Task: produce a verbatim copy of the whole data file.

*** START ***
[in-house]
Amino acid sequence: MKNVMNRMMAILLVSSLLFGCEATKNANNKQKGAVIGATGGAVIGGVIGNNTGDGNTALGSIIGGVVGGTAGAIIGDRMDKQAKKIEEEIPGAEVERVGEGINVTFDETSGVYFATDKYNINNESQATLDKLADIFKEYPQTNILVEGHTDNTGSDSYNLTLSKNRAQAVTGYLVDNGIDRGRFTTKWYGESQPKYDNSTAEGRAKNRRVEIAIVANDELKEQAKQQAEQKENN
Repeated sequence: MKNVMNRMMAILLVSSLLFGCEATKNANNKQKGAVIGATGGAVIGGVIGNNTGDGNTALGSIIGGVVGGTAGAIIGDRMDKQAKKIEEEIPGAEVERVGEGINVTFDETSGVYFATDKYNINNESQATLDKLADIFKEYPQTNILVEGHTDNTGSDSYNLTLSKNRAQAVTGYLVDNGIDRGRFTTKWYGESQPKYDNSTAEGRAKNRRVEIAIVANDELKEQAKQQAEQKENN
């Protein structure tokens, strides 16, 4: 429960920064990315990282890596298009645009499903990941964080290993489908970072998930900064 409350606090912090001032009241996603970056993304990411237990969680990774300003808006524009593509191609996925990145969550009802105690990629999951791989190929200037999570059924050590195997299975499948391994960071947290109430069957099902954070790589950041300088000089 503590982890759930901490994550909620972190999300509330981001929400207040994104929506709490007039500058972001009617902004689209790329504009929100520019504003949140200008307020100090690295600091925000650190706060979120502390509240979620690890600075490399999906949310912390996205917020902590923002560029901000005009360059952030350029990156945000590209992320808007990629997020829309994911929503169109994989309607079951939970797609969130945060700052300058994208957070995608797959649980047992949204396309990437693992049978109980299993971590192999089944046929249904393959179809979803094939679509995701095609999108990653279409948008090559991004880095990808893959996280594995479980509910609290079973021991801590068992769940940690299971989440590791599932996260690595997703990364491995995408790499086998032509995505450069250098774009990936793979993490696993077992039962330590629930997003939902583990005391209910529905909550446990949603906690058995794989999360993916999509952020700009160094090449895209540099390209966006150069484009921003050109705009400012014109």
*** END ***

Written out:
[in-house]
Amino acid sequence: MKNVMNRMMAILLVSSLLFGCEATKNANNKQKGAVIGATGGAVIGGVIGNNTGDGNTALGSIIGGVVGGTAGAIIGDRMDKQAKKIEEEIPGAEVERVGEGINVTFDETSGVYFATDKYNINNESQATLDKLADIFKEYPQTNILVEGHTDNTGSDSYNLTLSKNRAQAVTGYLVDNGIDRGRFTTKWYGESQPKYDNSTAEGRAKNRRVEIAIVANDELKEQAKQQAEQKENN
Repeated sequence: MKNVMNRMMAILLVSSLLFGCEATKNANNKQKGAVIGATGGAVIGGVIGNNTGDGNTALGSIIGGVVGGTAGAIIGDRMDKQAKKIEEEIPGAEVERVGEGINVTFDETSGVYFATDKYNINNESQATLDKLADIFKEYPQTNILVEGHTDNTGSDSYNLTLSKNRAQAVTGYLVDNGIDRGRFTTKWYGESQPKYDNSTAEGRAKNRRVEIAIVANDELKEQAKQQAEQKENN
């Protein structure tokens, strides 16, 4: 429960920064990315990282890596298009645009499903990941964080290993489908970072998930900064 409350606090912090001032009241996603970056993304990411237990969680990774300003808006524009593509191609996925990145969550009802105690990629999951791989190929200037999570059924050590195997299975499948391994960071947290109430069957099902954070790589950041300088000089 503590982890759930901490994550909620972190999300509330981001929400207040994104929506709490007039500058972001009617902004689209790329504009929100520019504003949140200008307020100090690295600091925000650190706060979120502390509240979620690890600075490399999906949310912390996205917020902590923002560029901000005009360059952030350029990156945000590209992320808007990629997020829309994911929503169109994989309607079951939970797609969130945060700052300058994208957070995608797959649980047992949204396309990437693992049978109980299993971590192999089944046929249904393959179809979803094939679509995701095609999108990653279409948008090559991004880095990808893959996280594995479980509910609290079973021991801590068992769940940690299971989440590791599932996260690595997703990364491995995408790499086998032509995505450069250098774009990936793979993490696993077992039962330590629930997003939902583990005391209910529905909550446990949603906690058995794989999360993916999509952020700009160094090449895209540099390209966006150069484009921003050109705009400012014109």